It slows my system boot time.
Can i disable it?
What will happen if i disable it on boot?
I am using Ubuntu version 18.04.
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systemd-journal-flush.service asks the journal daemon to flush any log data stored in /run/log/journal into /var/log/journal, if
persistent storage is enabled. In case you have (already) huge log files, this will result in slower booting. Further the disk (with
/var/log) has to be mounted in a writeable modus to do so.
To sum it up: huge old log files, which are checked during boot and the appending of new log data results in slower boot time.
To check the journalctl log size type
In order to get the time and disk space information of flush processing, enter the following command
journalctl -b --unit systemd-journald
The corresponding output will look like
-- Logs begin at Sat 2018-12-08 00:40:23 CET, end at Mon 2018-12-10 19:40:27 CET. -- Dec 10 12:51:38 ubuntu01 systemd-journald: Journal started Dec 10 12:51:38 ubuntu01 systemd-journald: Runtime journal (/run/log/journal/265c93c062bf4c8da41abfe2ae793452) is 4.7M, max 38.3M, 33.5M free. Dec 10 12:51:38 ubuntu01 systemd-journald: Time spent on flushing to /var is 7.066904s for 132 entries. Dec 10 12:51:38 ubuntu01 systemd-journald: System journal (/var/log/journal/265c93c062bf4c8da41abfe2ae793452) is 128.0M, max 256.0M, 128M free.
Then it is possible that not all log data is written to disk; annoying when debugging boot faults. Journald is a fundamental service in systemd linux and many other services depends on it.
Verify the journal file for internal consistency:
Look out that every journal shows up PASS.
--vacuum-size=BYTES Reduce disk usage below specified size
--vacuum-files=INT Leave only the specified number of journal files
--vacuum-time=TIME Remove journal files older than specified time
Hence do a
sudo journalctl --vacuum-size=1G --vacuum-time=5d --vacuum-files=5
First check your storage type with
systemctl cat systemd-journal-flush.service | grep -i storage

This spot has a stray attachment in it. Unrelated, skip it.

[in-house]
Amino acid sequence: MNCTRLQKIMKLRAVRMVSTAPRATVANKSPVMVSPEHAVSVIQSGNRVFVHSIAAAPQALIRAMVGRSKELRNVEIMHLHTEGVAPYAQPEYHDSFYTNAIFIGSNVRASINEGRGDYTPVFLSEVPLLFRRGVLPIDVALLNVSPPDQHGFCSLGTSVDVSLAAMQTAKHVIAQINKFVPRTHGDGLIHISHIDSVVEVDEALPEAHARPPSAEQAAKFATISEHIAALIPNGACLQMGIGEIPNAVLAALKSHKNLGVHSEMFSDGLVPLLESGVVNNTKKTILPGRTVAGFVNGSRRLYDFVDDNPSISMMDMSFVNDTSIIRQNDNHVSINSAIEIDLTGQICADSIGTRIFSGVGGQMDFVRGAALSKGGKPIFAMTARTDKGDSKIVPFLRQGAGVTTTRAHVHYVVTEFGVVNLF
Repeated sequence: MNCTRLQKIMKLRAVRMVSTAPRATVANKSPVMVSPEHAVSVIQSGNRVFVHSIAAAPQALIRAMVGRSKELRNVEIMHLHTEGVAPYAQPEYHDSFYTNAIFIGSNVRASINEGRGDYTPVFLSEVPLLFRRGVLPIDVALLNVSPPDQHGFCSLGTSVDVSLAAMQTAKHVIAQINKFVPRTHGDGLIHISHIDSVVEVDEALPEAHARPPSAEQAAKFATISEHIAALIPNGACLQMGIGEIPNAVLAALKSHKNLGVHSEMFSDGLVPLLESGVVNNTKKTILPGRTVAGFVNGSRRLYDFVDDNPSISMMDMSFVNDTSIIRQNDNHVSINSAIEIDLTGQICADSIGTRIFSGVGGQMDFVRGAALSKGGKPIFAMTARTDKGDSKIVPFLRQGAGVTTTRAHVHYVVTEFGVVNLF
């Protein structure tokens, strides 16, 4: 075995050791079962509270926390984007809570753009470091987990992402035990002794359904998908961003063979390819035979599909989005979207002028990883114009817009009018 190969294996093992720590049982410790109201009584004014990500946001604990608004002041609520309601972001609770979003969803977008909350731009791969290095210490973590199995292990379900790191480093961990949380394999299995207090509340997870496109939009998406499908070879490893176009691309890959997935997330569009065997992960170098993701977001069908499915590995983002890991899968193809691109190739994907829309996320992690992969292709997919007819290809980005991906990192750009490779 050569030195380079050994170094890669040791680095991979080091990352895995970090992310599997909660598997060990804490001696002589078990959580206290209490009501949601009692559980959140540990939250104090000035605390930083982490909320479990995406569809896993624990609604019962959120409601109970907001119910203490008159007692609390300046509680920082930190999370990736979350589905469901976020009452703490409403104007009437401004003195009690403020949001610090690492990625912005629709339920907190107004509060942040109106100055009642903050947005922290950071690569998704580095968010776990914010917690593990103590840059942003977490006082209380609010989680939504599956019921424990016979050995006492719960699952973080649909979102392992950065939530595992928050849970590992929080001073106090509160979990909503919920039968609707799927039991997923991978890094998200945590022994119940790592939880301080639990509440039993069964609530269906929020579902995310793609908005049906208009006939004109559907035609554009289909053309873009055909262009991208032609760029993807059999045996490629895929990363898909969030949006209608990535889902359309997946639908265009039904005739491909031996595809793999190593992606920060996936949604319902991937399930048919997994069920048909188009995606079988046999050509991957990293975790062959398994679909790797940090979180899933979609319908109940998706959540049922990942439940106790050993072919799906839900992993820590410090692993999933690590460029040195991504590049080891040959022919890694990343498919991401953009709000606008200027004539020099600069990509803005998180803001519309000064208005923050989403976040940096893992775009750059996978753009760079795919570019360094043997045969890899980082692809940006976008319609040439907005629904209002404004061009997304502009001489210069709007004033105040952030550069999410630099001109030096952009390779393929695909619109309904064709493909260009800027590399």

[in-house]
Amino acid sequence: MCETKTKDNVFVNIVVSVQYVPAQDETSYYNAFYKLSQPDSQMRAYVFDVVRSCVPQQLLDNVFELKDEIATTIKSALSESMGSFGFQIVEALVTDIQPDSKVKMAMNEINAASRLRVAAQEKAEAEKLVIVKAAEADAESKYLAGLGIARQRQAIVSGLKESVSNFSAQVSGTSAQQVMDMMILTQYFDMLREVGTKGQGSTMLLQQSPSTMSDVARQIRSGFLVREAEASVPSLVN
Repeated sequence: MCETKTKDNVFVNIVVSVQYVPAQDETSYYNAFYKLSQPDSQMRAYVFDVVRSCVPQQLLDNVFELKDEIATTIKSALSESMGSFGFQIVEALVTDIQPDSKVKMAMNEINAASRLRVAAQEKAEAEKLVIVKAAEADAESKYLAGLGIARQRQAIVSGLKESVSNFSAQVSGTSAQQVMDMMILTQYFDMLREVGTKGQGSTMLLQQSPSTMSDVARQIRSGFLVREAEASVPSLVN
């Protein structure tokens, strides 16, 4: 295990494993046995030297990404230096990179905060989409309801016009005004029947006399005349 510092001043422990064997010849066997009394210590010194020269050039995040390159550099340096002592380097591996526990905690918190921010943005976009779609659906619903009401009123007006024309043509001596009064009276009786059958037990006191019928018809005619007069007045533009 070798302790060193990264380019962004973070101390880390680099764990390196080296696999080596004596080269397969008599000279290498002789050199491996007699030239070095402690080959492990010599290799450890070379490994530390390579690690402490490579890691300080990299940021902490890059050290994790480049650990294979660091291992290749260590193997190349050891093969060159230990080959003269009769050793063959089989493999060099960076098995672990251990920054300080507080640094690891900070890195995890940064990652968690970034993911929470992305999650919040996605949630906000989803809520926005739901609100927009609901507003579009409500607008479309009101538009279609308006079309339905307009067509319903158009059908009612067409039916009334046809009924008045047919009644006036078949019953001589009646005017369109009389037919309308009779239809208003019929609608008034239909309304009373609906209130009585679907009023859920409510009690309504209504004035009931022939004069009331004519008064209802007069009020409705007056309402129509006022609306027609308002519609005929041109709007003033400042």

Controls where to store journal data. One of "volatile", "persistent", "auto" and "none".
If "volatile", journal log data will be stored only in memory, i.e. below the /run/log/journal hierarchy (which is created if needed).
If "persistent", data will be stored preferably on disk, i.e. below the /var/log/journal hierarchy (which is created if needed), with a fallback to /run/log/journal (which is created if needed), during early boot and if the disk is not writable.
"auto" is similar to "persistent" but the directory /var/log/journal is not created if needed, so that its existence controls where log data goes.
"none" turns off all storage, all log data received will be dropped. Forwarding to other targets, such as the console, the kernel log buffer, or a syslog socket will still work however. Defaults to "auto".
Edit the file
sudo nano /etc/systemd/journald.conf
In the journal section uncomment and alter:
Storage=auto SystemMaxUse=200M SystemKeepFree=1G SystemMaxFileSize=1G SystemMaxFiles=5
I recommend to limit the size of the SystemMaxFileSize key to 50MB -->
Finally, in case your Ubuntu is not running on an important server, I suggest to change the data storage to volatile:
SystemMaxUse control how much disk space the journal may use up at most.
RuntimeKeepFree control how much disk space systemd-journald shall leave free for other uses. systemd-journald will respect both limits and use the smaller of the two values.
If you run the boot in debug mode and trace the system calls (strace) you may found out that the flush writing has a very poor i/o performance. In my case it was unclear why. Maybe some kernel messages spam the log file (note that after 10000 messages the unit is blocked per default, but journald has to manage this, which maybe cause the poor performance). In that case step over the messages and search for errors, which haven't necessarily marked as errors.
journalctl -b --output short-monotonic
journalctl -b -p 1..4 --output short-monotonic
--output short-monotonicflag prints the time steps in contrast to the default utc time.
Finally remove the old log files by
sudo rm -rf /var/log/journal
Save & reboot.
According to this post from the systemd developer homepage, you can fix it by changing the Unit file.
To do so, open
sudo vim /lib/systemd/system/systemd-journal-flush.service
and change the Before dependency from
This fix will be automatically altered for systemd versions > v240.
Don't forget to save the file.